Obesity may constrain physical function, activities among older adults
Due to the increasing global prevalence of obesity, older adults may live more years of their remaining life with limited physical function and activities in daily living (ADLs), according to a study, adding that older adults, their families and healthcare systems should be aware of this problem.
Life expectancy (LE) at age 60 years was comparable for individuals with normal weight, preobesity and obesity, but those with obesity vs normal weight had 6.3 (95 percent CI, 3.4–9.2) more years with limitation in physical function and 4.9 (3.4–6.5) less years without limitation in physical function. Individuals with preobesity vs normal weight also had 3.7 (1.9–5.3) more years with limitation in physical function.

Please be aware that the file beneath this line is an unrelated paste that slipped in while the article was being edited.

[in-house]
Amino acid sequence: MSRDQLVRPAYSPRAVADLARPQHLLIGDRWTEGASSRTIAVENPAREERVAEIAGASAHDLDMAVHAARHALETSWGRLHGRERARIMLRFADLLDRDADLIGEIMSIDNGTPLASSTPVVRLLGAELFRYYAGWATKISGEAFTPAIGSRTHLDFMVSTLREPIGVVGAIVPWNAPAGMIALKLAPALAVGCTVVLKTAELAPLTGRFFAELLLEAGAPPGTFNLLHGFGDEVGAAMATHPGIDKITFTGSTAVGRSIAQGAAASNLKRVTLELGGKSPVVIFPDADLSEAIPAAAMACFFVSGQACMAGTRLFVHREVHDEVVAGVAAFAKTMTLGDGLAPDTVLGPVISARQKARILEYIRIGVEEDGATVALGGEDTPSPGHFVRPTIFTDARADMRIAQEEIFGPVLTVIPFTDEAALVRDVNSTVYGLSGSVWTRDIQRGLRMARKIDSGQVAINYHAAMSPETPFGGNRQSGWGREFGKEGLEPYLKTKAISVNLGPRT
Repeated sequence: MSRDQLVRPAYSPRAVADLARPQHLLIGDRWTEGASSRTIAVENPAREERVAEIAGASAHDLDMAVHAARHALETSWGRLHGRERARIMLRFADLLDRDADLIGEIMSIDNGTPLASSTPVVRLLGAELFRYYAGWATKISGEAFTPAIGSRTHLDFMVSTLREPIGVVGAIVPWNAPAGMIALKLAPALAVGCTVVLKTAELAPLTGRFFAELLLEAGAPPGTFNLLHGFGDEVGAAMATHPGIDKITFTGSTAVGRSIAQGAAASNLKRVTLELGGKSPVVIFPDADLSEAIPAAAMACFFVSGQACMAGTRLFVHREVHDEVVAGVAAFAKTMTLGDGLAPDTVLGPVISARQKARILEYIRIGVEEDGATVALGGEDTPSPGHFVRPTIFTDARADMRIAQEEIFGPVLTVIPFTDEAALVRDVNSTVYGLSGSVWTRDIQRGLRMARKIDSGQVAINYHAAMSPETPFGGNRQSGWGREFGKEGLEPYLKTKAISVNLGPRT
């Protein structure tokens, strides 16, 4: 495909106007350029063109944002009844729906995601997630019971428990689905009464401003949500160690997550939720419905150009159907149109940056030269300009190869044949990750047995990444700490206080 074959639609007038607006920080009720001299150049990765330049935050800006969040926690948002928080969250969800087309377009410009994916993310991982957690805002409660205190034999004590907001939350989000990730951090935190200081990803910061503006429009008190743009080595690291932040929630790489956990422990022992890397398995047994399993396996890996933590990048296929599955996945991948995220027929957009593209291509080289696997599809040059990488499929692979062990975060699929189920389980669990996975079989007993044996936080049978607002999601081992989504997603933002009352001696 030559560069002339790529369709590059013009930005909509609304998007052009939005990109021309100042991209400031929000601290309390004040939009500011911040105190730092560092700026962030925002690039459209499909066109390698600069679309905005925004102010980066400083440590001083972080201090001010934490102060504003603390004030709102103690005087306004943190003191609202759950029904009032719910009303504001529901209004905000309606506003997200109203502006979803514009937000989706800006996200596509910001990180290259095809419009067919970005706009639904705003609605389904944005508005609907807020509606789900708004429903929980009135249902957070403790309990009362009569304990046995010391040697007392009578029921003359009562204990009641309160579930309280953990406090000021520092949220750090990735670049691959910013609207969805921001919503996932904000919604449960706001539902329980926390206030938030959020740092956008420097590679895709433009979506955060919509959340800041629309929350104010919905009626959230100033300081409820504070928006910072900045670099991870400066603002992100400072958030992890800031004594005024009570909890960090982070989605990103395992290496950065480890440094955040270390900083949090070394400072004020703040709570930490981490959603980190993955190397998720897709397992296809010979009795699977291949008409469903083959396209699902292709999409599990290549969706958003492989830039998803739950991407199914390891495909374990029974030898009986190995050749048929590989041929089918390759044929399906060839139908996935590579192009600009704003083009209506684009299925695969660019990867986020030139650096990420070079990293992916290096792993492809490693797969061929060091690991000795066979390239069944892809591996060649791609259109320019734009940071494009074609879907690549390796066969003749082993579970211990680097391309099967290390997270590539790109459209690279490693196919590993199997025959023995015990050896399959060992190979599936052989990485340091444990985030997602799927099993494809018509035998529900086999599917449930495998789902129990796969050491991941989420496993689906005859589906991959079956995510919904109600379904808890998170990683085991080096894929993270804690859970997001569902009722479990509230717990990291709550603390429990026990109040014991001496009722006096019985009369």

There was a similar pattern for years of life with and without limitation in ADLs across the categories of body mass index (BMI). Stratified analyses revealed similar association of BMI with years of life with and without limitation in physical function and in ADLs across gender, ethnicity and educational status.
This study used longitudinal data on 3,452 older (≥60 years) Singaporeans to examine the relationship between BMI and years of remaining life overall with and without limitation in physical function and in ADLs. Difficulty in any task involving upper or lower extremities was deemed as limitation in physical function, and health-related difficulty in any basic or instrumental ADL as limitation in ADLs. Multistate life tables, including BMI as a time-varying covariate, was used.
“While older adults with preobesity and class I obesity have similar or lower mortality risk vs those with normal weight, a heavier BMI may not translate into more healthy life years,” the authors said.